SESSION TITLE: Rare Cases of Nervous System and Thrombotic Complication Posters SESSION TYPE: Case Report Posters PRESENTED ON: 10/17/2022 12:15 pm - 01:15 pm INTRODUCTION: Covid 19 virus has impacted nearly 450 million people across the globe;ranging from an asymptomatic carrier state to respiratory symptoms, cardiovascular symptoms, hematologic manifestations and multiorgan failure to death. Thrombotic events are one of its devastating complications. CASE PRESENTATION: A 66 year old man with a history of diabetes mellitus, hypertension and 30 pack years smoking history presented to the emergency room with hypoxia and altered mental status. On exam, his GCS was 8/15 and oxygen saturation was 85% on room air. He was subsequently intubated. CTA chest demonstrated bilateral diffuse ground glass opacities and left pulmonary embolism (PE). CT abdomen and pelvis showed multifocal infarcts in the right kidney with findings suggestive of renal artery thrombosis. Initial platelet count was 80,000/ul with creatinine of 3.9 mg/dl and creatine kinase (CK) of 3977 u/l. His INR was 1.4. Patient was not a candidate for thrombolysis given his thrombocytopenia. He was started on intravenous (IV) heparin and given IV hydration. On day 3 of his admission, he developed dry gangrene of the toes. Ankle brachial index of the right lower extremity (LE) was 1.16 and left LE was 0. Duplex ultrasonography of left LE showed mid to distal popliteal artery thrombus occluding below knee popliteal and tibial arteries. Echocardiogram showed ejection fraction of 55% and bubble study was negative for any intra atrial or pulmonary shunting. On day 4 of his admission, he developed oliguria and his gangrene got worse. His platelet counts decreased to 36,000/ul. Other pertinent labs showed INR 1.2, PT 15.3, PTT 34, D dimer 14.82, fibrinogen 498, CK 6434 mg/dl, hemoglobin 13.2 g/dl, haptoglobin 243 mg/dl and LDH 1041 U/l. Given his poor prognosis in the setting of ventilator dependent respiratory failure, multiple thrombosis and kidney failure requiring hemodialysis, the family decided to withdraw care. DISCUSSION: There are multiple hypotheses of thrombus formation in Covid 19 infection such as interleukin 6 and other cytokines induced endothelial injury, angiogenesis and elevated prothrombotic factors such as factor VIII and fibrinogen. Our patient had PE, renal artery thrombosis and popliteal artery thrombosis. Despite being on full dose anticoagulation, he developed gangrene of the toes. His lab results were not consistent with disseminated intravascular coagulation, thrombotic thrombocytopenic purpura and he was not known to have any baseline hypercoagulable disorder. He did not have any intra cardiac shunts. Hence, it is most likely Covid 19 induced multiple arterial and venous thrombosis. CONCLUSIONS: The treatment of Covid 19 related thrombosis has become very challenging especially in the setting of multiple clots. It is crucial to have large multicenter studies to investigate vascular complications of Covid-19 and to formulate management strategies to ensure good patient outcomes. Reference #1: https://www.nejm.org/doi/full/10.1056/nejmoa2015432 Reference #2: https://journal.chestnet.org/article/S0012-3692(21)01126-0/fulltext DISCLOSURES: No relevant relationships by Devashish Desai No relevant relationships by Swe Swe Hlaing no disclosure on file for Jean Marie Koka;No relevant relationships by Hui Chong Lau No relevant relationships by Subha Saeed No relevant relationships by Anupam Sharma No relevant relationships by Muhammad Moiz Tahir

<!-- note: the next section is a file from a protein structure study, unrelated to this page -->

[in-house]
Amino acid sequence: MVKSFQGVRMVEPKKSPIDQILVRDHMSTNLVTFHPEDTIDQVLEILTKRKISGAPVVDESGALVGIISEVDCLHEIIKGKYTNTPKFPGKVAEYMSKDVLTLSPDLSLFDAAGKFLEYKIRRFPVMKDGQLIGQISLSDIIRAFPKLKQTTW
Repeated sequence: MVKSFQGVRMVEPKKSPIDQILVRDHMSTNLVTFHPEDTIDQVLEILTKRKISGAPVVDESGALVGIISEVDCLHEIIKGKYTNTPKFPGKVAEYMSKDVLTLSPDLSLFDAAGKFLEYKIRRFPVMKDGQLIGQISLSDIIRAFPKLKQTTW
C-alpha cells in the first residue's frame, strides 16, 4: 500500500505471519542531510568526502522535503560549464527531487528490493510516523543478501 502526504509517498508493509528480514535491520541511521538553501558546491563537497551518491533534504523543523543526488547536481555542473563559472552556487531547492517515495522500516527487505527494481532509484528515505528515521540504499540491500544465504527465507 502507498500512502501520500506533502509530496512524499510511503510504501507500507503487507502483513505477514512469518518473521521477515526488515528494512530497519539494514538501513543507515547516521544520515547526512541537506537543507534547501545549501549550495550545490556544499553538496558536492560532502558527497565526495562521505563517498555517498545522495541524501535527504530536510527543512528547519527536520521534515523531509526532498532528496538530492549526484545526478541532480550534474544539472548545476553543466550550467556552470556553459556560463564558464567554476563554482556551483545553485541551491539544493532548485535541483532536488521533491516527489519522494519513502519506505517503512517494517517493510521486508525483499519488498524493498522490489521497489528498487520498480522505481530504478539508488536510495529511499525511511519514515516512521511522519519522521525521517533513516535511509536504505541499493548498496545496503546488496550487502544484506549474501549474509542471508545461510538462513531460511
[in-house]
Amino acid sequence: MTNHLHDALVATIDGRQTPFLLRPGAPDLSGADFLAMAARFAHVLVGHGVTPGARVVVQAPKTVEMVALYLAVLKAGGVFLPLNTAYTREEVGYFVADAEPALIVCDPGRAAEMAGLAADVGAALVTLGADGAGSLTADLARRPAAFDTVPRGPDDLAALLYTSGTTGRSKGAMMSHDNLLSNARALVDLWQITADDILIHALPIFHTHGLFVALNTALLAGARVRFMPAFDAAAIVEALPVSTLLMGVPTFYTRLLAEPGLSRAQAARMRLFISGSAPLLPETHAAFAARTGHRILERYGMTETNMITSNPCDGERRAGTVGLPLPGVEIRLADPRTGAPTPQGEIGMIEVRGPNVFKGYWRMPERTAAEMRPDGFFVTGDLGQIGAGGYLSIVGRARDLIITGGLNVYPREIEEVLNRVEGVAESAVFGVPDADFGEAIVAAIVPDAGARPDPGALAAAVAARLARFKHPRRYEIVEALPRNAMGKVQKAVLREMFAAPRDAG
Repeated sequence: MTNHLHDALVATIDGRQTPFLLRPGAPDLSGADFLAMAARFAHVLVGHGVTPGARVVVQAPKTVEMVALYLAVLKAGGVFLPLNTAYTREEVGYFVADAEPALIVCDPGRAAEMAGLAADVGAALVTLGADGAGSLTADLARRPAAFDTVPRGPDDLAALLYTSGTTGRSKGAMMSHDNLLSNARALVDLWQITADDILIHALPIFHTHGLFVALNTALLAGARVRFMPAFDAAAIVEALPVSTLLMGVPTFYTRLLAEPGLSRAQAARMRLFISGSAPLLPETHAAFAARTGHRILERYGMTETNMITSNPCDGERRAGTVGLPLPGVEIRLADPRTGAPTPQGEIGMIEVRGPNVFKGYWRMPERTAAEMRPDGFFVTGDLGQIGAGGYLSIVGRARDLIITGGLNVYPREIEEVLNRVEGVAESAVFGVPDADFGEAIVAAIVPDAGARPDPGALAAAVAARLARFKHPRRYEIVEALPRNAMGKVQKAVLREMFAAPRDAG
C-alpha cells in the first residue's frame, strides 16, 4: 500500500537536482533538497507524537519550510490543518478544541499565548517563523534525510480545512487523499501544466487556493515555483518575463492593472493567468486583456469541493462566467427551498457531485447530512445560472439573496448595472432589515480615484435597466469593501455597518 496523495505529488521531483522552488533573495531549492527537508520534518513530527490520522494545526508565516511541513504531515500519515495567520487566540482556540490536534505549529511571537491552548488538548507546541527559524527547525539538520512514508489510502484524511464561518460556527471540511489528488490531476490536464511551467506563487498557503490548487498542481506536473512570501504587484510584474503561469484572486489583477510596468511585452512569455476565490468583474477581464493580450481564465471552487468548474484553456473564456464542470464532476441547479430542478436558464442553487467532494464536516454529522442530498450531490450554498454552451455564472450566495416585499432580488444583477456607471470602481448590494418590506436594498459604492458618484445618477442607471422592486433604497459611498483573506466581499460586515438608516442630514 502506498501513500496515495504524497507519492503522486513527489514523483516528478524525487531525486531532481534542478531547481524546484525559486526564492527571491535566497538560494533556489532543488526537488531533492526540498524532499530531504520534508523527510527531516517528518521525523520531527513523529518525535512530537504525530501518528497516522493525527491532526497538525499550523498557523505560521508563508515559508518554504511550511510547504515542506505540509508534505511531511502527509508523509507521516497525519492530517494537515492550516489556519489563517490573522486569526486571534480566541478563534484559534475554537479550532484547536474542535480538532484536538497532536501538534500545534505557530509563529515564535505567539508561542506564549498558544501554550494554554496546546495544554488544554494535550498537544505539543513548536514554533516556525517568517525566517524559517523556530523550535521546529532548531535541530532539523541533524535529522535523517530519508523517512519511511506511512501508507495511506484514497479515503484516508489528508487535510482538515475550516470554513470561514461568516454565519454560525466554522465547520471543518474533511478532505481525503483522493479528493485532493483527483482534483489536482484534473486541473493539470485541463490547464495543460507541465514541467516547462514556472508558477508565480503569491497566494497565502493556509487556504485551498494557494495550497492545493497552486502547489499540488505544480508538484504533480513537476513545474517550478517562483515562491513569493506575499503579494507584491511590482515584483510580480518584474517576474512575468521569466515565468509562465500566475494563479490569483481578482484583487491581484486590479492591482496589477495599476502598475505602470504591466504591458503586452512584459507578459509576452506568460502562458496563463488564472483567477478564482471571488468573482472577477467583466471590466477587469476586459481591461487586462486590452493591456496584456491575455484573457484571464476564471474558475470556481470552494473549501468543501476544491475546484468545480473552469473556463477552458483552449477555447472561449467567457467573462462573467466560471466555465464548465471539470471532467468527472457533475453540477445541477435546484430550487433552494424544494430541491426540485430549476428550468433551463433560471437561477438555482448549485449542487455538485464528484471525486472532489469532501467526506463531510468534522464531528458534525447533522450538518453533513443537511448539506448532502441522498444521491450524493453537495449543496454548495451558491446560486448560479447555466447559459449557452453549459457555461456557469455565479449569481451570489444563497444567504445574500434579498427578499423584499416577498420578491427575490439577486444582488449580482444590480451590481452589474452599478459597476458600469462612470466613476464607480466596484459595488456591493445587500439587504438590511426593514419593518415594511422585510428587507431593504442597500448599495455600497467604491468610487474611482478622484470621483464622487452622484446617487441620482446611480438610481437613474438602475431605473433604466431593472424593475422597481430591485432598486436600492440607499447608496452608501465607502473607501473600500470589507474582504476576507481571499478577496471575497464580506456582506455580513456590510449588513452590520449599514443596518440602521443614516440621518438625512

15.
Chest ; 162(4):A2203, 2022.
Article in English | EMBASE | ID: covidwho-2060911

ABSTRACT